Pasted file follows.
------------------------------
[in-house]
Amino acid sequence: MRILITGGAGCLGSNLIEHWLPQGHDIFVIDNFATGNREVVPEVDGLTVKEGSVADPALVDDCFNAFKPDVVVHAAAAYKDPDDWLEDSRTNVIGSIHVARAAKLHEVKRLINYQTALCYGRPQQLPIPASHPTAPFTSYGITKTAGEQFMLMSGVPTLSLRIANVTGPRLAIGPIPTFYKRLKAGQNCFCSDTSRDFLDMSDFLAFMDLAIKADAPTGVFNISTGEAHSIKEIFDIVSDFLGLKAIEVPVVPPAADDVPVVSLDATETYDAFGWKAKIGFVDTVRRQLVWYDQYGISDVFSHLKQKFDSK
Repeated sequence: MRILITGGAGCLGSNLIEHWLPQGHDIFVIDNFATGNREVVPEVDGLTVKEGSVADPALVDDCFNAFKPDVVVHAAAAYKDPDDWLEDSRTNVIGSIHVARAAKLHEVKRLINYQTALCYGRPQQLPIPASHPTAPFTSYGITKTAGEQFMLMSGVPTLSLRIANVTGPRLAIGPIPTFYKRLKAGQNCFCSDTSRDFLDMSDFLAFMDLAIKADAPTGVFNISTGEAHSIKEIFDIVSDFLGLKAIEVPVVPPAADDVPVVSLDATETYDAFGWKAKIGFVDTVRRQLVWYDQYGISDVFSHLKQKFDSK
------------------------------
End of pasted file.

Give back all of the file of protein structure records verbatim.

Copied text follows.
[in-house]
Amino acid sequence: MRILITGGAGCLGSNLIEHWLPQGHDIFVIDNFATGNREVVPEVDGLTVKEGSVADPALVDDCFNAFKPDVVVHAAAAYKDPDDWLEDSRTNVIGSIHVARAAKLHEVKRLINYQTALCYGRPQQLPIPASHPTAPFTSYGITKTAGEQFMLMSGVPTLSLRIANVTGPRLAIGPIPTFYKRLKAGQNCFCSDTSRDFLDMSDFLAFMDLAIKADAPTGVFNISTGEAHSIKEIFDIVSDFLGLKAIEVPVVPPAADDVPVVSLDATETYDAFGWKAKIGFVDTVRRQLVWYDQYGISDVFSHLKQKFDSK
Repeated sequence: MRILITGGAGCLGSNLIEHWLPQGHDIFVIDNFATGNREVVPEVDGLTVKEGSVADPALVDDCFNAFKPDVVVHAAAAYKDPDDWLEDSRTNVIGSIHVARAAKLHEVKRLINYQTALCYGRPQQLPIPASHPTAPFTSYGITKTAGEQFMLMSGVPTLSLRIANVTGPRLAIGPIPTFYKRLKAGQNCFCSDTSRDFLDMSDFLAFMDLAIKADAPTGVFNISTGEAHSIKEIFDIVSDFLGLKAIEVPVVPPAADDVPVVSLDATETYDAFGWKAKIGFVDTVRRQLVWYDQYGISDVFSHLKQKFDSK